IMF: War in Ukraine is Contributing to a Global Food Price Shock

The Black Sea grain corridor is helping, but prices are still at historic highs - and vulnerable nations are most affected

Courtesy World Food Programme

Published Sep 30, 2022 8:43 PM by The Maritime Executive

The war in Ukraine is contributing to a food price shock around the world, especially in low-income nations most vulnerable to rising prices, according to the International Monetary Fund. 

The war is one of many crises which have reduced food production and increased prices over the past several years, including climate-driven severe weather events and the COVID-19 pandemic. When Russia launched its invasion in February, the situation grew worse: Russia's clampdown on Ukrainain grain export reduced the availability of wheat and corn, while sanctions on Russia's financial institutions left buyers of Russian fertilizer and agricultural products wary of doing business. 

This has caused the global food price index to spike by nearly 50 percent when compared to 2014-16. Less affordable food has increased the number of people who face food insecurity.  Around the world, nearly 830 million people now go to bed hungry every night, according to the World Food Programme, and an "unprecedented" 345 million face acute food insecurity.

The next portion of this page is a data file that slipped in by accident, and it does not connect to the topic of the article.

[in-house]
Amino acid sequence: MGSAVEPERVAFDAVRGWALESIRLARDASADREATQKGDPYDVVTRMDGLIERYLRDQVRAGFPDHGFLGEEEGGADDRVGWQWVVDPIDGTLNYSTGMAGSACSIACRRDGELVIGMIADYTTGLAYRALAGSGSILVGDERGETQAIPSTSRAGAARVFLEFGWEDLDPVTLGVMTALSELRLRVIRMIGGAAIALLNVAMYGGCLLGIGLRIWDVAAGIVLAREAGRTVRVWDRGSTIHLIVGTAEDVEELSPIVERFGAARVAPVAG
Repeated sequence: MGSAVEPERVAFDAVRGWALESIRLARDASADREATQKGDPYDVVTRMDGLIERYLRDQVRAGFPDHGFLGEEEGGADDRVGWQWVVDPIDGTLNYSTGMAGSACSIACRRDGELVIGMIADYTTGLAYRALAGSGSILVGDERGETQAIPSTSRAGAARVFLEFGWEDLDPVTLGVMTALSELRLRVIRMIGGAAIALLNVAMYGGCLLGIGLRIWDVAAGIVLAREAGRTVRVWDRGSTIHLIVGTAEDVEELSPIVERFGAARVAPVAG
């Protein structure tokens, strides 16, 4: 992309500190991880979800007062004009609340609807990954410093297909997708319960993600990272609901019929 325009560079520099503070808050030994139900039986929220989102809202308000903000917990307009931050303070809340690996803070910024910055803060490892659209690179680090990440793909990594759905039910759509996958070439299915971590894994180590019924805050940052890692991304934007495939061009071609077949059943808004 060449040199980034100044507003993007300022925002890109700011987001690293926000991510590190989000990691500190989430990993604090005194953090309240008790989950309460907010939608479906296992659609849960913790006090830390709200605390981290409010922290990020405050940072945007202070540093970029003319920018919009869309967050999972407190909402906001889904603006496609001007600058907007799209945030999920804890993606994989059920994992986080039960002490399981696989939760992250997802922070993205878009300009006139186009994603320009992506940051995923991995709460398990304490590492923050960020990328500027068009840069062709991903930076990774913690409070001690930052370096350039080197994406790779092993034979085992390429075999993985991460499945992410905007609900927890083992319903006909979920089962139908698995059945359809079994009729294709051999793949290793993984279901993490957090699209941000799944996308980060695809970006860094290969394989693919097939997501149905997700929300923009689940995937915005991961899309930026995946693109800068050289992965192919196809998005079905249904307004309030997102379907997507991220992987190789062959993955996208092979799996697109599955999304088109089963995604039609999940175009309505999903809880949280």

48 nations are particularly exposed, the IMF said. Most are low-income and are more vulnerable to rising prices. The overwhelming majority are in subsaharan Africa, and many have a historical dependence on Ukrainian grain imports. Ukraine was also the largest single supplier of grain for the World Food Programme before the war, and it only resumed limited shipments for WFP cargoes in August when the Black Sea grain initiative began; including all commercial shipments, the corridor has allowed the export of more than seven million tonnes of grain since it opened, helping to bring prices down somewhat over the past two months. 

Ukraine's agricultural production is expected to fall 25-40 percent this year, leaving less available to export even if its grain shipping corridor is renewed or expanded - and neither are guaranteed. The corridor is up for renewal in late November, and Ukrainian officials have signaled that they expect renewal negotiations to be touch-and-go right up to the last minute.

The IMF cautions that high prices will have an impact on balance of payments in vulnerable nations, to the tune of about $9 billion in 2022-3. The agency estimates that highly exposed countries need as much as $7 billion in aid for the poorest households in 2022 alone.